Future work needs to be conducted to test whether or not imprinted Differentially Methylated Regions (DMRs) are modified by exercise. Once again, given the relevance of imprinted genes for human cancers, one long-standing conundrum in medicine could be resolved. Specifically, why does exercise treatment appear to reduce the incidence of cancers? One answer is that tumour suppressor genes are ‘reactivated’ at promoters after long-term exercise treatments and there is a corresponding reduction in DNA methylation. Given these possible medical benefits, future research should look at the relationship between exercise stress and regulation of imprinted genes in order to understand more fully the underlying mechanisms. However, despite using two different methods (ie, g-Profiler gene ontology network analysis vs meta-analysis), multiple imprinted loci appear to be missing. This raises the distinct possibility that additional imprinted genes will be found to be associated with skeletal muscle and exercise adaptation in humans. For example, in newborns with transient neonatal diabetes, the loss of an epigenetic mark at the TNDM locus on chromosome 6q24 in the mesodermal lineage causes abdominal muscle hypoplasia, the so-called prune belly sequence.When Laborie et al (2010) investigated a family with prune belly syndrome that included one discordant set of MZ twins, the twin with prune belly (relative to the normal co-twin) had extensive loss of methylation at the TNDM locus, as well as at the following imprinted loci: IGF2R, DIRAS3 and PEG1. Future work in humans and other animals should be able to develop a more comprehensive list of imprinted genes regulating skeletal muscle and associated with exercise. One reason that some imprinted genes may be missed from these analyses could be due to the fact that imprinted genes are often involved in neural systems,which, unlike skeletal muscle, cannot be extracted from healthy human participants.

Notes: Your feedback regarding this paper and ideas are greatly appreciated. Please do get in touch with any questions, suggestions or criticisms so that I can improve these ideas and research. Link to the paper for free download. Below is the abstract for a brief summary of the approach and findings.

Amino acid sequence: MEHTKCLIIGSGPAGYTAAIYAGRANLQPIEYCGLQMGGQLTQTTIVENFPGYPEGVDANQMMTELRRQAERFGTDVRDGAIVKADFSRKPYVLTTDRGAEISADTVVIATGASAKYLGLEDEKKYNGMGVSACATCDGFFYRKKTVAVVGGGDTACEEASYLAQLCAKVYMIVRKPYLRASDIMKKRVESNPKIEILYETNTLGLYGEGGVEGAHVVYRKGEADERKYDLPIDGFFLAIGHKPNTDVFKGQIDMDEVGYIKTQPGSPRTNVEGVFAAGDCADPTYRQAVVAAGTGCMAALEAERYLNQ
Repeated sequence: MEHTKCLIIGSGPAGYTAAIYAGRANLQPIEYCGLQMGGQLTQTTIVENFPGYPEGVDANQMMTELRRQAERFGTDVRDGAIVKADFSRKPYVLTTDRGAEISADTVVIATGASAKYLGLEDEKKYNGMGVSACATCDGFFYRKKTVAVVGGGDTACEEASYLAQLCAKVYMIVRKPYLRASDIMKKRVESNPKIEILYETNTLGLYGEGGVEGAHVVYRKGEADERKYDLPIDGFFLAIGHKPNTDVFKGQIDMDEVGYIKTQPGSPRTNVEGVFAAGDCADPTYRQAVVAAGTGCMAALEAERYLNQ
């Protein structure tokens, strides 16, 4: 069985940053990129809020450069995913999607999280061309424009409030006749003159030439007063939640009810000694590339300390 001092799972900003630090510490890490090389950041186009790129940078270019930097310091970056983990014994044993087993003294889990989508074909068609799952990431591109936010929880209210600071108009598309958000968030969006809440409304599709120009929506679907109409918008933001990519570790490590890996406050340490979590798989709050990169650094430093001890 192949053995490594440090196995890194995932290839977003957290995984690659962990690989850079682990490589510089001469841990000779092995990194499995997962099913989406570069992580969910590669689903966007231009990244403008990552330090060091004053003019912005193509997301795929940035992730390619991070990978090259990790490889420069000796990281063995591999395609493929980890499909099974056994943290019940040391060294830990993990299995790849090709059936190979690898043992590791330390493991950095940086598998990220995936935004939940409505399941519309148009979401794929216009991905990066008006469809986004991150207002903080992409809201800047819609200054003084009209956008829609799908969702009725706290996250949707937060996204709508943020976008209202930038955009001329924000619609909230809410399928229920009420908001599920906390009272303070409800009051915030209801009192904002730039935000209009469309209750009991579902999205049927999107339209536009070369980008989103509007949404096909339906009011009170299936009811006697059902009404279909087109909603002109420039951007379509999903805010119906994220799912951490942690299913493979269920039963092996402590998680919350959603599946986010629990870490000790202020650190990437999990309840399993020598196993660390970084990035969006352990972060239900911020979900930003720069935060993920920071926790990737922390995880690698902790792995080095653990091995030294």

Exercise-associated DNA methylation change in skeletal muscle and the importance of imprinted genes: a bioinformatics meta-analysis


Background Epigenetics is the study of processes— beyond DNA sequence alteration—producing heritable characteristics. For example, DNA methylation modifies gene expression without altering the nucleotide sequence. A well-studied DNA methylation-based phenomenon is genomic imprinting (ie, genotype- independent parent-of-origin effects).
Objective We aimed to elucidate: (1) the effect of exercise on DNA methylation and (2) the role of imprinted genes in skeletal muscle gene networks
(ie, gene group functional profiling analyses).
Design Gene ontology (ie, gene product elucidation)/ meta-analysis.
Data sources 26 skeletal muscle and 86 imprinted genes were subjected to g:Profiler ontology analysis. Meta-analysis assessed exercise-associated DNA methylation change.
Data extraction g:Profiler found four muscle gene networks with imprinted loci. Meta-analysis identified 16 articles (387 genes/1580 individuals) associated with exercise. Age, method, sample size, sex and tissue variation could elevate effect size bias.
Data synthesis Only skeletal muscle gene networks including imprinted genes were reported. Exercise- associated effect sizes were calculated by gene. Age, method, sample size, sex and tissue variation were moderators.
Results Six imprinted loci (RB1, MEG3, UBE3A, PLAGL1, SGCE, INS) were important for muscle gene networks, while meta-analysis uncovered five exercise- associated imprinted loci (KCNQ1, MEG3, GRB10, L3MBTL1, PLAGL1). DNA methylation decreased with exercise (60% of loci). Exercise-associated DNA methylation change was stronger among older people (ie, age accounted for 30% of the variation). Among older people, genes exhibiting DNA methylation decreases were part of a microRNA-regulated gene network functioning to suppress cancer.
Conclusions Imprinted genes were identified in skeletal muscle gene networks and exercise-associated DNA methylation change. Exercise-associated DNA methylation modification could rewind the ‘epigenetic clock’ as we age.
Trial registration number CRD42014009800.